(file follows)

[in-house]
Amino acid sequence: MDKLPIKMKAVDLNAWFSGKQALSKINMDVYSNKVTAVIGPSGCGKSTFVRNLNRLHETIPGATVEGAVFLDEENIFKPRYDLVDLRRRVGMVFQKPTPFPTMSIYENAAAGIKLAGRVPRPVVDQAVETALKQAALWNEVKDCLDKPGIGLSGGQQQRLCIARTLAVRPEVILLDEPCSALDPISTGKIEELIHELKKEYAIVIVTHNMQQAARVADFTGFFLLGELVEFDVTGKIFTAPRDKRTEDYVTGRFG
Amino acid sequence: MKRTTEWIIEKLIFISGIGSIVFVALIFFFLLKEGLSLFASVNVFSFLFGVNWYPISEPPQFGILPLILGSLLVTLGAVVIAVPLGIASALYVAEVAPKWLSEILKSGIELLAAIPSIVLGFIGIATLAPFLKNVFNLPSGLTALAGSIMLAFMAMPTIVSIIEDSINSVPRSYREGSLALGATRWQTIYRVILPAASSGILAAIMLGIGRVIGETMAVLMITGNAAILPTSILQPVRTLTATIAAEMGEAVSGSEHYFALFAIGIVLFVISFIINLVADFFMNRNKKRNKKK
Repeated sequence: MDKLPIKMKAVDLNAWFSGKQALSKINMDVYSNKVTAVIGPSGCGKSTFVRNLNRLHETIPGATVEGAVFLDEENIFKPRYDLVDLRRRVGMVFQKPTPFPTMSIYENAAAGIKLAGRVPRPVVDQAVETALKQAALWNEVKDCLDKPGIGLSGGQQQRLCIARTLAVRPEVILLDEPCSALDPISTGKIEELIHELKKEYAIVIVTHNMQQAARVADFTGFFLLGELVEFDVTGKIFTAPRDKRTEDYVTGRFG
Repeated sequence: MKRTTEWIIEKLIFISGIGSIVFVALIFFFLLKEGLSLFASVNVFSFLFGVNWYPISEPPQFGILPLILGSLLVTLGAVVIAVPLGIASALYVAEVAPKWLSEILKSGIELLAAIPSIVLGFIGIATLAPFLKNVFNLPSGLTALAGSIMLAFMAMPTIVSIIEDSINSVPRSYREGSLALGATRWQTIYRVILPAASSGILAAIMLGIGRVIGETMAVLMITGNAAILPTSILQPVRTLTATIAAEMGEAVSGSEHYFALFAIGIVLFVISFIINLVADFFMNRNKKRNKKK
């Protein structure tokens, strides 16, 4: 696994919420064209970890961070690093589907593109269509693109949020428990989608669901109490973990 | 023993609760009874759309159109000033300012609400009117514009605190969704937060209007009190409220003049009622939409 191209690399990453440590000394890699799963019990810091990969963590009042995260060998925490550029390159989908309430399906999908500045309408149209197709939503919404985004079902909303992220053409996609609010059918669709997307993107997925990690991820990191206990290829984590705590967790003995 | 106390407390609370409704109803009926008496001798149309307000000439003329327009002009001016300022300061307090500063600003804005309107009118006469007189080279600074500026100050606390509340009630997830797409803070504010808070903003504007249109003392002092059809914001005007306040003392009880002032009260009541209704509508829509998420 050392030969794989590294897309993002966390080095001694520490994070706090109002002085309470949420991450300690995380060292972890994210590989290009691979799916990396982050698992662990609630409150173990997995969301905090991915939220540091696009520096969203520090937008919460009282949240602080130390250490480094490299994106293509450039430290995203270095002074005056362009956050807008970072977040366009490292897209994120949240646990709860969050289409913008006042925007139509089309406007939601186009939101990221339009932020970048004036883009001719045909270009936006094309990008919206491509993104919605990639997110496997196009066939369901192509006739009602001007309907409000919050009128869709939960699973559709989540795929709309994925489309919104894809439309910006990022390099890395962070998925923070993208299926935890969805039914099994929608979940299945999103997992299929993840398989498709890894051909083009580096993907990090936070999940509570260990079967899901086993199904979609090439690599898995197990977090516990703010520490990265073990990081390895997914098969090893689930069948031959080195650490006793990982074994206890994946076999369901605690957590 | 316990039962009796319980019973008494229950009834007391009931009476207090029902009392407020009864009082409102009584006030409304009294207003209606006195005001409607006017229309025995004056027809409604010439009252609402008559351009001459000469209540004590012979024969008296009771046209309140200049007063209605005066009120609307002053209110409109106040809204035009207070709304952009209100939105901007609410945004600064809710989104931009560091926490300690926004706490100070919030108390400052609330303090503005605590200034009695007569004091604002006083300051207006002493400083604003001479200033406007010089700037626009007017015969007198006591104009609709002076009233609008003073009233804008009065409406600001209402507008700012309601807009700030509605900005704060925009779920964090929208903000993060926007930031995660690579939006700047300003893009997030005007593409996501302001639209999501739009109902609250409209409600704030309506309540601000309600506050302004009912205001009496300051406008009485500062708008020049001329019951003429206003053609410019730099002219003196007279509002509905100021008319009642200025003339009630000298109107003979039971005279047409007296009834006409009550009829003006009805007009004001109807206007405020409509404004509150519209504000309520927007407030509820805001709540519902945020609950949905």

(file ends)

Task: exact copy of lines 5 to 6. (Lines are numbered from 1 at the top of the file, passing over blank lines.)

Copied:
Repeated sequence: MKRTTEWIIEKLIFISGIGSIVFVALIFFFLLKEGLSLFASVNVFSFLFGVNWYPISEPPQFGILPLILGSLLVTLGAVVIAVPLGIASALYVAEVAPKWLSEILKSGIELLAAIPSIVLGFIGIATLAPFLKNVFNLPSGLTALAGSIMLAFMAMPTIVSIIEDSINSVPRSYREGSLALGATRWQTIYRVILPAASSGILAAIMLGIGRVIGETMAVLMITGNAAILPTSILQPVRTLTATIAAEMGEAVSGSEHYFALFAIGIVLFVISFIINLVADFFMNRNKKRNKKK
């Protein structure tokens, strides 16, 4: 696994919420064209970890961070690093589907593109269509693109949020428990989608669901109490973990 | 023993609760009874759309159109000033300012609400009117514009605190969704937060209007009190409220003049009622939409 191209690399990453440590000394890699799963019990810091990969963590009042995260060998925490550029390159989908309430399906999908500045309408149209197709939503919404985004079902909303992220053409996609609010059918669709997307993107997925990690991820990191206990290829984590705590967790003995 | 106390407390609370409704109803009926008496001798149309307000000439003329327009002009001016300022300061307090500063600003804005309107009118006469007189080279600074500026100050606390509340009630997830797409803070504010808070903003504007249109003392002092059809914001005007306040003392009880002032009260009541209704509508829509998420 050392030969794989590294897309993002966390080095001694520490994070706090109002002085309470949420991450300690995380060292972890994210590989290009691979799916990396982050698992662990609630409150173990997995969301905090991915939220540091696009520096969203520090937008919460009282949240602080130390250490480094490299994106293509450039430290995203270095002074005056362009956050807008970072977040366009490292897209994120949240646990709860969050289409913008006042925007139509089309406007939601186009939101990221339009932020970048004036883009001719045909270009936006094309990008919206491509993104919605990639997110496997196009066939369901192509006739009602001007309907409000919050009128869709939960699973559709989540795929709309994925489309919104894809439309910006990022390099890395962070998925923070993208299926935890969805039914099994929608979940299945999103997992299929993840398989498709890894051909083009580096993907990090936070999940509570260990079967899901086993199904979609090439690599898995197990977090516990703010520490990265073990990081390895997914098969090893689930069948031959080195650490006793990982074994206890994946076999369901605690957590 | 316990039962009796319980019973008494229950009834007391009931009476207090029902009392407020009864009082409102009584006030409304009294207003209606006195005001409607006017229309025995004056027809409604010439009252609402008559351009001459000469209540004590012979024969008296009771046209309140200049007063209605005066009120609307002053209110409109106040809204035009207070709304952009209100939105901007609410945004600064809710989104931009560091926490300690926004706490100070919030108390400052609330303090503005605590200034009695007569004091604002006083300051207006002493400083604003001479200033406007010089700037626009007017015969007198006591104009609709002076009233609008003073009233804008009065409406600001209402507008700012309601807009700030509605900005704060925009779920964090929208903000993060926007930031995660690579939006700047300003893009997030005007593409996501302001639209999501739009109902609250409209409600704030309506309540601000309600506050302004009912205001009496300051406008009485500062708008020049001329019951003429206003053609410019730099002219003196007279509002509905100021008319009642200025003339009630000298109107003979039971005279047409007296009834006409009550009829003006009805007009004001109807206007405020409509404004509150519209504000309520927007407030509820805001709540519902945020609950949905």